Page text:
have the heart for leadership. Hes encouraged my education in administration and often pushed
leadership opportunities my way. Dave has shown me the insides to leadership that can only
happen through dialogue with someone whos been in leadership for a long time. He tends to
really push through the ethic of justice and is constantly referring to court cases and laws to
make me understand the background of the decisions hes made. Hes proven to me that
although administration is difficult, its always about the best interest of the students, the staff
and the community and is adamant that his decisions are made in that order as well.
Overall, Ive learned so much about myself by examining the four paradigms and
classifying my life experiences through the ethics of care, justice, critique and ultimately
profession. I see myself as a leader who will consistently see things through the ethic of care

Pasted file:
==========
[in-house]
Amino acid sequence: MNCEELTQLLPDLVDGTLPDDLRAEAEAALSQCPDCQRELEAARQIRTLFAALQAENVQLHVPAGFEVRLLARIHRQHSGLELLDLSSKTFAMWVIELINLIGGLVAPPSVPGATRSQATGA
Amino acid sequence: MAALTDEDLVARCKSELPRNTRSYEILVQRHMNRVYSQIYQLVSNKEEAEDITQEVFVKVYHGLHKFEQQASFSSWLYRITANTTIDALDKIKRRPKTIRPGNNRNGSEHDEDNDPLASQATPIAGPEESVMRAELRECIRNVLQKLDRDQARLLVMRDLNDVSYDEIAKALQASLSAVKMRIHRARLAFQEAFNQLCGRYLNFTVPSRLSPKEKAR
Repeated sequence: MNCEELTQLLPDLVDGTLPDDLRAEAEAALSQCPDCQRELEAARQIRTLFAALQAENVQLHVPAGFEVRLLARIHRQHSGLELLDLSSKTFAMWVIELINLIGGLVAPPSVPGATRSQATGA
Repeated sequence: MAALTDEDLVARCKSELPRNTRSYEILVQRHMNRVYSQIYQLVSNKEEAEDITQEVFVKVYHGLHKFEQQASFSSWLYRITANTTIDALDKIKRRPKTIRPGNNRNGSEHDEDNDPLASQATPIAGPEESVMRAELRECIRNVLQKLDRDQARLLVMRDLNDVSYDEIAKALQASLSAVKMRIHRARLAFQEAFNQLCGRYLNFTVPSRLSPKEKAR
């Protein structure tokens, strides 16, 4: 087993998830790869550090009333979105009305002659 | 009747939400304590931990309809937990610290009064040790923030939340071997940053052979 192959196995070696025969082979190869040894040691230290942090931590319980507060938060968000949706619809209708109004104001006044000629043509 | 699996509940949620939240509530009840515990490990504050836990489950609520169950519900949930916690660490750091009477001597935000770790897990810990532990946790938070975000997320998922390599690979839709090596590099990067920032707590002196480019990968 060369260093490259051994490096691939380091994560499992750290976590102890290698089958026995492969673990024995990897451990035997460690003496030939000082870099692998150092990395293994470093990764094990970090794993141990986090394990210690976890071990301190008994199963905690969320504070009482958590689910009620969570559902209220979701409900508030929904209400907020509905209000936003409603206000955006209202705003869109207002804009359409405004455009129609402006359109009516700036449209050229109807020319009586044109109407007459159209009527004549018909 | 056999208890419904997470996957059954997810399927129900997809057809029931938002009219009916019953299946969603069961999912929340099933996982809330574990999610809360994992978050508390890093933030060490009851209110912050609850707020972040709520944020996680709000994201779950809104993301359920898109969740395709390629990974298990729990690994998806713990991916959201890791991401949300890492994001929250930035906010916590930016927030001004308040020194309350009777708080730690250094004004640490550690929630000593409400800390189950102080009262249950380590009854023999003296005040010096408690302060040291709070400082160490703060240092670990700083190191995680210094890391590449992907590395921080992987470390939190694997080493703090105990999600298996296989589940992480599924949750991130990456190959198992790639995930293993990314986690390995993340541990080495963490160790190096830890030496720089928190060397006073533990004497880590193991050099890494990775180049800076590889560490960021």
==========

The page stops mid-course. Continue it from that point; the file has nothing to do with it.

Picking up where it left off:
first and with that comes critique, as the decisions I make will never come without questioning
and extensive examination. I see how the ethic of justice will prevail the majority of the time in
the times that we live in, but it will be important for me to, more often than not, counsel staff,
students and parents with the ethic of care while making decisions. Im positive that my
personal code of ethics will change, and I hope that it does, but right now, in this moment, Im
certain that I have a good starting point to serve the best interest of my students. I can only hope
that one day I will reach the ethic of profession and meld all three paradigms into one, but one
thing I do know, is that it will take time, experience and more than anything, personal reflection.